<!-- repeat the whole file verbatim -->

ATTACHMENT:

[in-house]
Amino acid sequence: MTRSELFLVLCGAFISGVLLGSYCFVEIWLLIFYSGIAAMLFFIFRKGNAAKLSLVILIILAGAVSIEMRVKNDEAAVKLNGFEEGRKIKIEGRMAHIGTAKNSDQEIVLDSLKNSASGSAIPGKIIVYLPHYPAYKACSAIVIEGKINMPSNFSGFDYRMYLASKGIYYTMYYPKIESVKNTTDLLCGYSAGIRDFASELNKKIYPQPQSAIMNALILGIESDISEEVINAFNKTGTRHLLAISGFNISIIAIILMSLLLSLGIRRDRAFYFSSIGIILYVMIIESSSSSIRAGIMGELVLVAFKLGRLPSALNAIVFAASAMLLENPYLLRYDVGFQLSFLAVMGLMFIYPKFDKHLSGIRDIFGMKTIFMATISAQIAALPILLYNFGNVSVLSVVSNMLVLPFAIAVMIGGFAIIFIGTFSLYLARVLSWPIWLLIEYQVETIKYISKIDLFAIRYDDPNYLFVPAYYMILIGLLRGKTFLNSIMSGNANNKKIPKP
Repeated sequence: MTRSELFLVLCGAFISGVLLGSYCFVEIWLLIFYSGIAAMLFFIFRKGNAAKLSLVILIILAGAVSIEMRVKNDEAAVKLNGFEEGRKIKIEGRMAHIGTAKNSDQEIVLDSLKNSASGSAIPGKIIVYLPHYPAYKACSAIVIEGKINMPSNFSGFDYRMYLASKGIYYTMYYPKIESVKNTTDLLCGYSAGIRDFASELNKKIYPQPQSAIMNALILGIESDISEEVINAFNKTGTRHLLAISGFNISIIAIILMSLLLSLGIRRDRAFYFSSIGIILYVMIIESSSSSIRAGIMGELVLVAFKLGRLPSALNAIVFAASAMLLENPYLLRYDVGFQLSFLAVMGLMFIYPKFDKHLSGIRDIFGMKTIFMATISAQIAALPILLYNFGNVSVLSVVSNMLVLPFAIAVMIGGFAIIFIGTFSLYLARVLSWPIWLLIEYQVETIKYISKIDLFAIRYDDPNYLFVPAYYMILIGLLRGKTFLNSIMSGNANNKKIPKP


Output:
[in-house]
Amino acid sequence: MTRSELFLVLCGAFISGVLLGSYCFVEIWLLIFYSGIAAMLFFIFRKGNAAKLSLVILIILAGAVSIEMRVKNDEAAVKLNGFEEGRKIKIEGRMAHIGTAKNSDQEIVLDSLKNSASGSAIPGKIIVYLPHYPAYKACSAIVIEGKINMPSNFSGFDYRMYLASKGIYYTMYYPKIESVKNTTDLLCGYSAGIRDFASELNKKIYPQPQSAIMNALILGIESDISEEVINAFNKTGTRHLLAISGFNISIIAIILMSLLLSLGIRRDRAFYFSSIGIILYVMIIESSSSSIRAGIMGELVLVAFKLGRLPSALNAIVFAASAMLLENPYLLRYDVGFQLSFLAVMGLMFIYPKFDKHLSGIRDIFGMKTIFMATISAQIAALPILLYNFGNVSVLSVVSNMLVLPFAIAVMIGGFAIIFIGTFSLYLARVLSWPIWLLIEYQVETIKYISKIDLFAIRYDDPNYLFVPAYYMILIGLLRGKTFLNSIMSGNANNKKIPKP
Repeated sequence: MTRSELFLVLCGAFISGVLLGSYCFVEIWLLIFYSGIAAMLFFIFRKGNAAKLSLVILIILAGAVSIEMRVKNDEAAVKLNGFEEGRKIKIEGRMAHIGTAKNSDQEIVLDSLKNSASGSAIPGKIIVYLPHYPAYKACSAIVIEGKINMPSNFSGFDYRMYLASKGIYYTMYYPKIESVKNTTDLLCGYSAGIRDFASELNKKIYPQPQSAIMNALILGIESDISEEVINAFNKTGTRHLLAISGFNISIIAIILMSLLLSLGIRRDRAFYFSSIGIILYVMIIESSSSSIRAGIMGELVLVAFKLGRLPSALNAIVFAASAMLLENPYLLRYDVGFQLSFLAVMGLMFIYPKFDKHLSGIRDIFGMKTIFMATISAQIAALPILLYNFGNVSVLSVVSNMLVLPFAIAVMIGGFAIIFIGTFSLYLARVLSWPIWLLIEYQVETIKYISKIDLFAIRYDDPNYLFVPAYYMILIGLLRGKTFLNSIMSGNANNKKIPKP